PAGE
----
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A Terrible Kindness: The Bestselling Richard and Judy Book Club Pick

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A celebration is in full swing when news of the terrible Aberfan tragedy is delivered and the embalmers are asked to volunteer their services. The friendships, losses, relationships and family are the core of the story, but underneath it all is the experience that the character has in the first few chapters, and the scars that are carved into him; that of attending Aberfan in October 1966 as a freshly qualified embalmer. William is such a complicated character and the relationships he has, with his friends, his family and just about everyone else he meets are so layered and complex that it takes forever to unravel them all.

I truly appreciated listening to the magnificent sounds of various Cambridge choir renditions of Miserere and Myfanwy two songs regularly mentioned in the book. More troubling still is the use of Aberfan, which is presented as an instigating incident, but by the end of the novel has been acknowledged to be actually quite incidental. He had known where his life was going before that night, but for the second time, outside events would send him on a different path. This book featured in the 2022 version of the influential annual Observer Best Debut Novelist feature (past years have included Natasha Brown, Caleb Azumah Nelson, Douglas Stuart, Sally Rooney and Gail Honeyman among many others) and was also picked out by the New Statesman (and others) as one of the most anticipated debuts of 2022.

There are some things you read that have such an impact that they stay with you and I know this book will be one of them.

Not a fluffy one, no, but a real and raw positive story for real life people and complexity of feeling. However, for me, this story lost its way in the middle, the back and forth of the storyline didn't help.William was the main character and as the book opens he has just completed his training as an embalmer. Incredibly, in A Terrible Kindness, Jo Browning Wroe turns this appalling incident into a sort of tenderness. Finally, the last thing I’ll say about this book is that I’ll never forget sitting by the pool in Fuerteventura this afternoon, reading the last few chapters with tears STREAMING down my face! Exactly what his father had wanted for him was never stated before his premature death when William was just eight. A landslide has occurred in Aberfan and he is needed, as a newly qualified embalmer, to assist with the preparation of the deceased.

His way of dealing with these situations was to sever ties rather than to mend relationships and at times I wanted to shake him. I found it difficult to read at first but the story moves away so quickly I found it wasn’t really a book about the disaster at all.As an aside I initially felt this was an authorial misstep to withold the information about what happened in the incident from the reader when it is known to all of the book’s characters even those not there like William’s later wife Gloria (the daughter of another undertaking/embalming dynasty) – but I think this is so that we can first of all understand its consequences and judge for ourselves if it fits the incident (which while not doubt hugely mortifying should not have lead to a lifetime of damage). A colliery spoil tip collapsed after weeks of heavy rain, forming a slurry that slipped downhill and smothered houses but worst of all a school. However, for me, the story lost itself by then skipping backwards and forwards to the main character, William's former events in his life. William rushed to Wales with a car load of embalming supplies and chid sized coffins to find not just dead bodies of little children, but bodies covered in slag that had to be cleaned first so parents could identify them. And what caused the break with his widowed mother, who seems to have an intense dislike to his father’s surviving identical twin Robert and his life partner, Howard?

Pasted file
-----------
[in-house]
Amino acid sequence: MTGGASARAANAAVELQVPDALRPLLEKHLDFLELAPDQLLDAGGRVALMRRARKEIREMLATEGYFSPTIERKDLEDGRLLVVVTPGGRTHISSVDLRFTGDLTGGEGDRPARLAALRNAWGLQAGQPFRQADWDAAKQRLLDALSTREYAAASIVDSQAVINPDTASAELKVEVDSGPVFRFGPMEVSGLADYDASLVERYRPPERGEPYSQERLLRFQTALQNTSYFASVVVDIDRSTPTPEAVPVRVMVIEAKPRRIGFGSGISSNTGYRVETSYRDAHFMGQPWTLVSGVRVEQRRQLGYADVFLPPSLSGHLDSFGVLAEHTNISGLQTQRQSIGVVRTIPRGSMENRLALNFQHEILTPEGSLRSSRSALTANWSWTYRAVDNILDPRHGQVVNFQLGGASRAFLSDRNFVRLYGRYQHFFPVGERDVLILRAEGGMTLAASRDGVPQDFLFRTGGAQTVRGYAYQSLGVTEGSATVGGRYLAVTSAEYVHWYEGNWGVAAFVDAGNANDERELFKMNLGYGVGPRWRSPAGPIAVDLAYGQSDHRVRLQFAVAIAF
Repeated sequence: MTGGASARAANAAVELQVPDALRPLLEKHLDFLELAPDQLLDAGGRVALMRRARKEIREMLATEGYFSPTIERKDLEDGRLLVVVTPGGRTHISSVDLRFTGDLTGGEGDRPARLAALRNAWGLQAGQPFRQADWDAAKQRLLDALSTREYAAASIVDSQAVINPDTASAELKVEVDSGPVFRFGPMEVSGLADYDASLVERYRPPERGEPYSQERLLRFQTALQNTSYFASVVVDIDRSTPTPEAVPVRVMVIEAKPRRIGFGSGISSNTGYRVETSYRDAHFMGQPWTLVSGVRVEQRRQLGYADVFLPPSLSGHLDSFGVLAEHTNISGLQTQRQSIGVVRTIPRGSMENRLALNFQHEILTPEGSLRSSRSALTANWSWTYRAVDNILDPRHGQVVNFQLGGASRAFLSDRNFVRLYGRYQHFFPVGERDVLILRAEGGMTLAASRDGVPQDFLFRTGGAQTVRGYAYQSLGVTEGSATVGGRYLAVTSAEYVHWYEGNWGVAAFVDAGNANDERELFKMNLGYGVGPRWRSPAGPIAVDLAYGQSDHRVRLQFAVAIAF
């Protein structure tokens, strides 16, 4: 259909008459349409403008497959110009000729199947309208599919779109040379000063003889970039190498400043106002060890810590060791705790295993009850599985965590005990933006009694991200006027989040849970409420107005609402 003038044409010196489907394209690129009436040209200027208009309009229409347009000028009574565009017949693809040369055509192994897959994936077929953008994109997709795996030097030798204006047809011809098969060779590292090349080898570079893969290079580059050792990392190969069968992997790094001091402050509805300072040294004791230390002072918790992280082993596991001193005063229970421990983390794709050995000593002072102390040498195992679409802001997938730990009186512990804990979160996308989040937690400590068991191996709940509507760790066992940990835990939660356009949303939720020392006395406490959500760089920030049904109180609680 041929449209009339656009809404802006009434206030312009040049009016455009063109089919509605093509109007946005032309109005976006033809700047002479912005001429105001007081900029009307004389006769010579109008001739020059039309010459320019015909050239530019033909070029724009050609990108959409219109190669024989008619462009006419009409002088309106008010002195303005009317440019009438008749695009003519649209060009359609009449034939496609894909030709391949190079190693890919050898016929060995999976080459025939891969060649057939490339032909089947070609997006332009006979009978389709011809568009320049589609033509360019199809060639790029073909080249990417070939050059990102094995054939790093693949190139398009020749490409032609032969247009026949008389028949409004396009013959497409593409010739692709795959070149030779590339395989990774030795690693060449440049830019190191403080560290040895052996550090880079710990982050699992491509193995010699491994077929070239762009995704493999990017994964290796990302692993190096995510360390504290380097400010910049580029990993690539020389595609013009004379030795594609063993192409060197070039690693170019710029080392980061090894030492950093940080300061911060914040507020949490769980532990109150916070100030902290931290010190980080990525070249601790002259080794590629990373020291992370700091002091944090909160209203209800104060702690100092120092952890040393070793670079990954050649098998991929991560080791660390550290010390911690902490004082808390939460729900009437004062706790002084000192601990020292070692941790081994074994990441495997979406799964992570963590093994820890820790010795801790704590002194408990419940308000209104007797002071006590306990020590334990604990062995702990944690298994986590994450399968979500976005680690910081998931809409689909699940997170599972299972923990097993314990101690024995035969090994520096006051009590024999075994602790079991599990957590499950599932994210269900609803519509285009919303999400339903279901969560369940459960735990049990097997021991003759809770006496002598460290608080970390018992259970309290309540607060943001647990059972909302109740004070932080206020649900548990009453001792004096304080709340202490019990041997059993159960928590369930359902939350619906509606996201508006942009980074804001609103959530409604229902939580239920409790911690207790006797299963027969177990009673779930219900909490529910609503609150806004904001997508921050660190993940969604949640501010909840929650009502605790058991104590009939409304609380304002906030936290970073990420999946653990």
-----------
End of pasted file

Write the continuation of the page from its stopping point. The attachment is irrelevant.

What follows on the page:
Already scarred by the early loss of his father, a difficult relationship with his mother and a devastating event in his teens, William feels most comfortable with the dead, but through the patience and kindness of those who love him, perhaps he can let go of the past and embrace life. It will be his first job, and will be - although he's yet to know it - a choice that threatens to sacrifice his own happiness.What exactly happens is only revealed towards the book’s end, but it leads to William breaking all ties with his mother to the despair even of those more directly impacted by the incident (William’s Uncle Robert and William's closest Cambridge friend Martin). The novel really made me feel William’s pain both at losing his musical future and the PTSD he suffered after Aberfan. The book is also I think about characters (in particular William and his mother) that try to simplify difficult and complex issues into their life into a single point of focus and resentment, and adopt a policy of avoidance as well as blame rather than forgiveness (of themselves and others). The writing drew me in from the first page and the characters were so warm, so wonderful and just so damned real that I felt like I knew every one of them.

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